Here's our weekly heads-up on the stories that may have caught your clients' attention over the weekend …
Fund managers who talked up their sectors - and lost
Fund managers are rarely types to talk down their own area of specialism, says this Telegraph article. So perhaps in an effort to try and humble a few - or, just possibly, because it proved a slow week for news - the paper has had a dig through its archives to uncover some "extreme instances where managers have been publicly positive about a type of asset that has then fallen heavily in value".
The article picks out five examples across three asset classes - gold, oil and Russia - three of which featured in Telegraph articles that talked about them in glowing terms … showing what a dangerous game this is to play. And, if you do decide to play the 20:20 hindsight card, surely you can come up with chunkier examples of fund manager hubris and from one or two higher-profile payers as well?
Still, noting reasonably enough that "the optimism of managers ahead of significant difficulties in their sector is jarring", the article offers the sensible conclusion: "That is not to say that fund managers should always be ignored. They often offer valuable insight. But investors should be aware of their self-interest, apply a critical eye and seek independent research."
How to cut the new £20,000 ‘death tax'
The government recently upped probate fees - a move that will see estates worth more than £2m now pay £20,000 to execute the wishes of the deceased - but our second Telegraph article suggests a way to reduce the charge dramatically.
Old Mutual Wealth tax expert Rachel Griffin suggests those with such large estates should look to give a proportion away during their lifetime using discretionary or bare trusts. By giving away £2.1m of a £3m estate to a bare trust where their children are beneficiaries, she adds as an example, the estate's value would fall to £900,000 and thus the probate fee to £4,000 - a £16,000 saving.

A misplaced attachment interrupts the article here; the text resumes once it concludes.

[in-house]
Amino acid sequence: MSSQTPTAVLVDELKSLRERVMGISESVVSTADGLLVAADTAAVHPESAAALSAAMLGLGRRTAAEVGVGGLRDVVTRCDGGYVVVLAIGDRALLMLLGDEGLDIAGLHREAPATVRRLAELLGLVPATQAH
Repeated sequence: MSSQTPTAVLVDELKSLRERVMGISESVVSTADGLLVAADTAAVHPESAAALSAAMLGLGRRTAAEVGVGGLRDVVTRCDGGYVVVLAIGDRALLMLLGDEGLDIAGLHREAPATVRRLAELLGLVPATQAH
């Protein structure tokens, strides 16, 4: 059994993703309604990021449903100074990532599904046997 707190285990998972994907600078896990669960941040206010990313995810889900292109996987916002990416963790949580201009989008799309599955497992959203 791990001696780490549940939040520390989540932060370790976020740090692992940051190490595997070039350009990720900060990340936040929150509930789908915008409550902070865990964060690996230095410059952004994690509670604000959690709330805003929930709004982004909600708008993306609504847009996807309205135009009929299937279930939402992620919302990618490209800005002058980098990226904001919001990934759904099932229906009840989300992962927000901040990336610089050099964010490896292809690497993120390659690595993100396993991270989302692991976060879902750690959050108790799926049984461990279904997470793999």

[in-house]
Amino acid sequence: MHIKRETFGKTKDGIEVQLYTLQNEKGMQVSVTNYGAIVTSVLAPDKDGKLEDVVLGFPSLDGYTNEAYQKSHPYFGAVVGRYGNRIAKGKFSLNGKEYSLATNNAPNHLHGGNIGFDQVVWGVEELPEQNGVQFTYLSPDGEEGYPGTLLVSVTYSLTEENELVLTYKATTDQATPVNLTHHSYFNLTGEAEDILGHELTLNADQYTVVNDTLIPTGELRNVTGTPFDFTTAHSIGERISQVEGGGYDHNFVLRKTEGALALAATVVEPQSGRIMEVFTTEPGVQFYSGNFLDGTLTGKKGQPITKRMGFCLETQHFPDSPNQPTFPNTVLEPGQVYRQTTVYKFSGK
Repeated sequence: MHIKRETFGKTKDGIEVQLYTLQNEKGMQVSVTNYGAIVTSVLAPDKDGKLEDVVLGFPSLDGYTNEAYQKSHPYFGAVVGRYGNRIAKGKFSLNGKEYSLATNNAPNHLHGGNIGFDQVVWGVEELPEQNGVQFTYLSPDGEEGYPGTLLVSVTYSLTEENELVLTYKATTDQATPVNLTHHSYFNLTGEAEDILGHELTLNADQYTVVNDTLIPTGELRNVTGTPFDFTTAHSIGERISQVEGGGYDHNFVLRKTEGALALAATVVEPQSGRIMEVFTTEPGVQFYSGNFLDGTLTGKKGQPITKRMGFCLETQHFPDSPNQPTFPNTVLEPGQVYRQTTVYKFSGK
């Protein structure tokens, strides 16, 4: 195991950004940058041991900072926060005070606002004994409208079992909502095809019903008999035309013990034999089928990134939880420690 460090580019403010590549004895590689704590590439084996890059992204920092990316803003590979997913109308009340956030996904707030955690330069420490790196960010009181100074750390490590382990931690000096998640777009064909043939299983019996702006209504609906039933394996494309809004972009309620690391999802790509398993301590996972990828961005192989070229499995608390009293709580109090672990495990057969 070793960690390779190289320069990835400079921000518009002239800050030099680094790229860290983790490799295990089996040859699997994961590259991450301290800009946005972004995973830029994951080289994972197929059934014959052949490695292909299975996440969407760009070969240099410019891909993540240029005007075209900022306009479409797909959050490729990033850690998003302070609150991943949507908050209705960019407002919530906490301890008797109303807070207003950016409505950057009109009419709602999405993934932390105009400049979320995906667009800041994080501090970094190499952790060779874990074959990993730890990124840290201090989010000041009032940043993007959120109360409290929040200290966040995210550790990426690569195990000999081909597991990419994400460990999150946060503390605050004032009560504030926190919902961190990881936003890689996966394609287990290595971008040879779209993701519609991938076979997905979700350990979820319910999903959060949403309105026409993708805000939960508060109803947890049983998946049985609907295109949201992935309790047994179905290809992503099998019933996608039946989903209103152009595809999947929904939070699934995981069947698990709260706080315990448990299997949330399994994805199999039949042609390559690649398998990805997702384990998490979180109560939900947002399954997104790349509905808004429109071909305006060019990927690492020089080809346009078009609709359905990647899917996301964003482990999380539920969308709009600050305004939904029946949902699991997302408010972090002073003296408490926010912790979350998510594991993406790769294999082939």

As a bonus, there would also be an £840,000 inheritance tax (IHT) saving - so long as the individual lived for a further seven years after making the gift to the bare trust. The article does warn, however, that trusts whose assets do not pass directly to beneficiaries do not qualify for the residential nil-rate IHT band or ‘family home allowance'.
My granny's home was a money pit
The Law Commission last week published its conclusions from a two-year investigation that found owners of leasehold retirement properties were being hit with "unfair fees" worth up to 30% of the value of their property. It said there was "a real potential for abuse" as the sector is unregulated - and this Sunday Times articles suggests that is a warning elderly people and their relatives ought to heed.
The grandparents of freelance journalist Harriet Meyer ‘downsized' in 2003, buying a two-bedroom flat in Willicombe Park, Tunbridge Wells - part of Audley Retirement Villages - for £523,500. Following Meyer's grandmother's death in 2015, the flat was put on the market for £800,000 - a price Audley's sales team assured her and her family similar properties had recently sold for.
The flat was eventually bought for £560,000 - almost two years later - during which time the family have calculated they had paid £48,160 to the Audley in deferred management charges and selling fees. They also paid an additional £23,794 in service charges, which continued to be levied even though the flat was empty.
A spokesman for Audley emphasises all charges are explained to prospective owners while Age UK policy adviser Joe Oldman is quoted as saying: "Even if there is greater transparency on exit fees, which would be a positive step, there is still a danger many older people will sign up without fully realising the implications."
The chairman isn’t answering his email
Reforms not enough
An economic cocktail
To encourage consumers to shop around
Will report to Pat Shea